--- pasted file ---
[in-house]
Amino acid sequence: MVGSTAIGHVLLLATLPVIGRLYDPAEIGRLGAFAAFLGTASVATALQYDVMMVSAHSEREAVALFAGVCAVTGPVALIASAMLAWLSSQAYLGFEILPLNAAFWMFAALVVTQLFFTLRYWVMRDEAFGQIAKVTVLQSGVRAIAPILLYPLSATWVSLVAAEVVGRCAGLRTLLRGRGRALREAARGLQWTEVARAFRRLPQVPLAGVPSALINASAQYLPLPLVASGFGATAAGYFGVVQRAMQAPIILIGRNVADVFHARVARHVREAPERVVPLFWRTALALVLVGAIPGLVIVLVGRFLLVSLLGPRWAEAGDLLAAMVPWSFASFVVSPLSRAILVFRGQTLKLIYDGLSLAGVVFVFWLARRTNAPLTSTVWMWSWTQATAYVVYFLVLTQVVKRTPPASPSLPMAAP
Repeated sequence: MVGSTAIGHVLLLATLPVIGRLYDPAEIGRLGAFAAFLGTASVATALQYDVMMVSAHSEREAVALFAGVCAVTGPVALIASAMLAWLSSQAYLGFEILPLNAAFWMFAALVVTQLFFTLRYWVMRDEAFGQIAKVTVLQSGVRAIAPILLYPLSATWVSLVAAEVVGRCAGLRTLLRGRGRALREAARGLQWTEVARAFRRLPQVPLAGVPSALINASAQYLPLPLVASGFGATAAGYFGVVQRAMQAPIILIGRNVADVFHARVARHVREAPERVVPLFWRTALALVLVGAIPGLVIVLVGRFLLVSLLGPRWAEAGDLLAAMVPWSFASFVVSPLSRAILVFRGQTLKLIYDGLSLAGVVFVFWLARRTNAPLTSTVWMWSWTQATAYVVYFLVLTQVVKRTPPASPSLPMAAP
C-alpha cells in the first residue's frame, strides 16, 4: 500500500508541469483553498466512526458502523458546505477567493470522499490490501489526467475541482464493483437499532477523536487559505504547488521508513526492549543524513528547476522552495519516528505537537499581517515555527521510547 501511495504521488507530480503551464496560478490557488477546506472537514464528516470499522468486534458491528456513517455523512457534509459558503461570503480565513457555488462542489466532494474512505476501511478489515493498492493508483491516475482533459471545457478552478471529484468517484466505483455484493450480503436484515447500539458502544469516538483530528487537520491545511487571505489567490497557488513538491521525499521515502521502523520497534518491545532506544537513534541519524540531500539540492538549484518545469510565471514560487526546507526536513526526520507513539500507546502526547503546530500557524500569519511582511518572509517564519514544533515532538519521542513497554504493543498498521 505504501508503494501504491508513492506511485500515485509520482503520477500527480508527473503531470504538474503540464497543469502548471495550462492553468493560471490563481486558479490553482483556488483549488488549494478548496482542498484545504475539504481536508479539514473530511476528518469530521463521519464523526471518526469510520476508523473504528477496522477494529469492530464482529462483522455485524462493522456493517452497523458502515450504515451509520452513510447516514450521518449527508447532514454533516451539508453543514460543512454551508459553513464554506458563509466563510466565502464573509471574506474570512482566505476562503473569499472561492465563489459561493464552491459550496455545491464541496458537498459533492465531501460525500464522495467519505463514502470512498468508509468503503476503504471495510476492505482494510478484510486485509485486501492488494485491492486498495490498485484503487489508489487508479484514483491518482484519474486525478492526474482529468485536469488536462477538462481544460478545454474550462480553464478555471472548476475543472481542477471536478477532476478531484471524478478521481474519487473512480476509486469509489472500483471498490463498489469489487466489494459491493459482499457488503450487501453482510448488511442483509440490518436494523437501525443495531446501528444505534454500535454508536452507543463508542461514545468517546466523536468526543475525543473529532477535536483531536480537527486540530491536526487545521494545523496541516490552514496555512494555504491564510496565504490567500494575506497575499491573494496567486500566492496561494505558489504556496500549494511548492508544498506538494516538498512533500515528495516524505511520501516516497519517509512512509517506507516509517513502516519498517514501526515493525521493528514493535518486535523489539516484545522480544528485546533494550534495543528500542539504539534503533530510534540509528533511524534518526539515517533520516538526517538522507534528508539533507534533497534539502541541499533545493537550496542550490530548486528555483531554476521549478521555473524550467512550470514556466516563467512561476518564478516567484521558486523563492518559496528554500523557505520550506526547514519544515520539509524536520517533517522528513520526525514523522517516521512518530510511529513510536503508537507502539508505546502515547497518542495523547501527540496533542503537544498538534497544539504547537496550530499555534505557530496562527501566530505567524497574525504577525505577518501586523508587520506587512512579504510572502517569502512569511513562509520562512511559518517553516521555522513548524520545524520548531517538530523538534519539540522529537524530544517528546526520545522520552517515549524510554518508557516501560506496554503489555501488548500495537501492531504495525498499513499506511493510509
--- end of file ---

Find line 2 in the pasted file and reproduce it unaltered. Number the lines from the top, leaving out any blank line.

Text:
Amino acid sequence: MVGSTAIGHVLLLATLPVIGRLYDPAEIGRLGAFAAFLGTASVATALQYDVMMVSAHSEREAVALFAGVCAVTGPVALIASAMLAWLSSQAYLGFEILPLNAAFWMFAALVVTQLFFTLRYWVMRDEAFGQIAKVTVLQSGVRAIAPILLYPLSATWVSLVAAEVVGRCAGLRTLLRGRGRALREAARGLQWTEVARAFRRLPQVPLAGVPSALINASAQYLPLPLVASGFGATAAGYFGVVQRAMQAPIILIGRNVADVFHARVARHVREAPERVVPLFWRTALALVLVGAIPGLVIVLVGRFLLVSLLGPRWAEAGDLLAAMVPWSFASFVVSPLSRAILVFRGQTLKLIYDGLSLAGVVFVFWLARRTNAPLTSTVWMWSWTQATAYVVYFLVLTQVVKRTPPASPSLPMAAP